Frank James
Michael Faraday and the Chemistry of War

Frank James


In 1829 Faraday was appointed a member of the Resident Scientific Committee of the British Admiralty and Professor of Chemistry at the Royal Military Academy, Woolwich. For the Admiralty Faraday quickly became their only scientific adviser in which role he commented on the chemical aspects of many military projects including the plan to use ships filled with burning sulphur to attack the Russian Baltic naval fortress of Cronstadt during the Anglo-French war against Russia in the mid-1850s. At the Royal Military Academy the future officers of the Royal Artillery and Royal Engineers for two decades learnt their chemistry from Faraday. This talk will consider how effective or otherwise was the contribution of Faraday and other scientific figures to developing Britain’s military capability and the impact this had on scientific practice in the nineteenth century.

Frank James - Short Biography#

Frank James is Professor of the History of Science at the Royal Institution, where he is also Head of Collections and Heritage. His main research concentrates on the physical sciences in the nineteenth century and how they relate to other areas of society and culture, for example art, business, media, religion, technology and the military. He is editor of the Correspondence of Michael Faraday, of which five volumes (out of six) have been published. He has edited a number of collections of essays including ‘The Common Purposes of Life’ – a set of essays on the Royal Institution. His Michael Faraday: A Very Short Introduction was published by OUP in November 2010.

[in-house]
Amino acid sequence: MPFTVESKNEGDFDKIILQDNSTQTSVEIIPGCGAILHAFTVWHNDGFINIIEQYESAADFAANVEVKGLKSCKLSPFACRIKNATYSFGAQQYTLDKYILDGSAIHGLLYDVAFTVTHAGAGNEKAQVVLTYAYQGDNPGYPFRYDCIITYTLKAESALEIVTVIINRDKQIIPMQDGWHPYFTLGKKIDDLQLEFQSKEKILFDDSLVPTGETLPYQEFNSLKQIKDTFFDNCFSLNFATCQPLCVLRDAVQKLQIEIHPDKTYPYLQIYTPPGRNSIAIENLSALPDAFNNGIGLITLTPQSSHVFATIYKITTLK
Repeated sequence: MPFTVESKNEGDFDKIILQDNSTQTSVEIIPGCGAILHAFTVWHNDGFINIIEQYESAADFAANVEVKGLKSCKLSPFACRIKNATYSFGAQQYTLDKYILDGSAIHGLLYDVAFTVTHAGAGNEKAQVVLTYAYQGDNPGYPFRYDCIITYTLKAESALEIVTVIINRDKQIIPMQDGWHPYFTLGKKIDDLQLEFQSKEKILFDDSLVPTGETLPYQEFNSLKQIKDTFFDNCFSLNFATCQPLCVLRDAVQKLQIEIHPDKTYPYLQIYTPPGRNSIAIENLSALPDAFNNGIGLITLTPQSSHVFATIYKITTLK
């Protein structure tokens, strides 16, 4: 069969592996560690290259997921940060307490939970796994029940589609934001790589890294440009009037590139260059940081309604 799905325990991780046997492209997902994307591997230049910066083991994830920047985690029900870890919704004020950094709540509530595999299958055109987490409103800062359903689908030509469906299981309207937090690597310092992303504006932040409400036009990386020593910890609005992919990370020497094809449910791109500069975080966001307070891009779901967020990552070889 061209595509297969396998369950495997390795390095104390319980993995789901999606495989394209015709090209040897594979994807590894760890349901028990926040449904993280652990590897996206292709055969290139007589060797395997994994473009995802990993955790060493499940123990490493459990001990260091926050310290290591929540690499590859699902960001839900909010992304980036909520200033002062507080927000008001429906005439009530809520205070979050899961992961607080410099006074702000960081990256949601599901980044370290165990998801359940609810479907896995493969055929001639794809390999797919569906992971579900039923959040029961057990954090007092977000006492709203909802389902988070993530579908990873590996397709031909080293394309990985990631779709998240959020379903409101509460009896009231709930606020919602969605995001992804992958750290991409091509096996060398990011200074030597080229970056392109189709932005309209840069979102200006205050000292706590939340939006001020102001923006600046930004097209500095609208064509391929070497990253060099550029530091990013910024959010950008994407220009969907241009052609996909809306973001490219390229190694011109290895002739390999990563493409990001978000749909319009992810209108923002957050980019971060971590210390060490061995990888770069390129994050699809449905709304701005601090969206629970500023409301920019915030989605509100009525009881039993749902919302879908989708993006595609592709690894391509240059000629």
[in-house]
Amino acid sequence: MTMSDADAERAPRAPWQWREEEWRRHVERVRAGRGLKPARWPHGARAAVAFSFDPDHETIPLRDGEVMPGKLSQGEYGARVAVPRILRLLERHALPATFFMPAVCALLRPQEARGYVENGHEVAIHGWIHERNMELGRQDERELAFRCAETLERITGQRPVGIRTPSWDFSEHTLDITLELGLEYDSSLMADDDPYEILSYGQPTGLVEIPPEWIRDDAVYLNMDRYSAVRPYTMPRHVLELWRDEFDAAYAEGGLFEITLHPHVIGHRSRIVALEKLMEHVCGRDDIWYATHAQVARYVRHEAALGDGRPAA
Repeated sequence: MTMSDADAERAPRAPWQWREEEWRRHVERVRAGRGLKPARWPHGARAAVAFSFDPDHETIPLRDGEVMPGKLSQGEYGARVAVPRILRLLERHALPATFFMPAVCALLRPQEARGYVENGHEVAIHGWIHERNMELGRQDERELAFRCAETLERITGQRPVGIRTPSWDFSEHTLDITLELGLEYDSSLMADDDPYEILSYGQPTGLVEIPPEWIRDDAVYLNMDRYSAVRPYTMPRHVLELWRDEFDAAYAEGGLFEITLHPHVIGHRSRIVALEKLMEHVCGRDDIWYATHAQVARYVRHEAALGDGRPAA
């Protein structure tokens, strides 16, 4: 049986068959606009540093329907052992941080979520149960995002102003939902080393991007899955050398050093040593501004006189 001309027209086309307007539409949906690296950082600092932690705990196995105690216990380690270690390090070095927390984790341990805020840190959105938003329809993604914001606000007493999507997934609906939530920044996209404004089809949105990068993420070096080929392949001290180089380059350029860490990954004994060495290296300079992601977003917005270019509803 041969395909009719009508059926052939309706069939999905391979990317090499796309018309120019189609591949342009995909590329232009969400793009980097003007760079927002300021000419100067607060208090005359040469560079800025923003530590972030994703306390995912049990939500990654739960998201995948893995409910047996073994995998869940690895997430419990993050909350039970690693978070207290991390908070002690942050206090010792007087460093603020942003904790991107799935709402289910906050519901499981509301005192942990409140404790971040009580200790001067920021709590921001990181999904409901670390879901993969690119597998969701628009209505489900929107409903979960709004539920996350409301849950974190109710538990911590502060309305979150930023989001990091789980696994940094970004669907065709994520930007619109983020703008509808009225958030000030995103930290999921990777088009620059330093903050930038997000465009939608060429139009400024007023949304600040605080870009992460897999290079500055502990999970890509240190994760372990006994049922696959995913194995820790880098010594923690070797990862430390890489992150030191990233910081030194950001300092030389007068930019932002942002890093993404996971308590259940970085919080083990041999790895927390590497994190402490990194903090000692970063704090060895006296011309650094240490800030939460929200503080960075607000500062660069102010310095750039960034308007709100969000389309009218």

He has been President of the Newcomen Society for the History of Engineering and Technology, the British Society for the History of Science and the History of Science Section of the British Science Association. He is chair of the National Organising Committee for the XXIVth International Congress for the History of Science, Technology and Medicine to be held in Manchester in July 2013 and was recently elected a Corresponding Member of the Académie internationale d’histoire des sciences.

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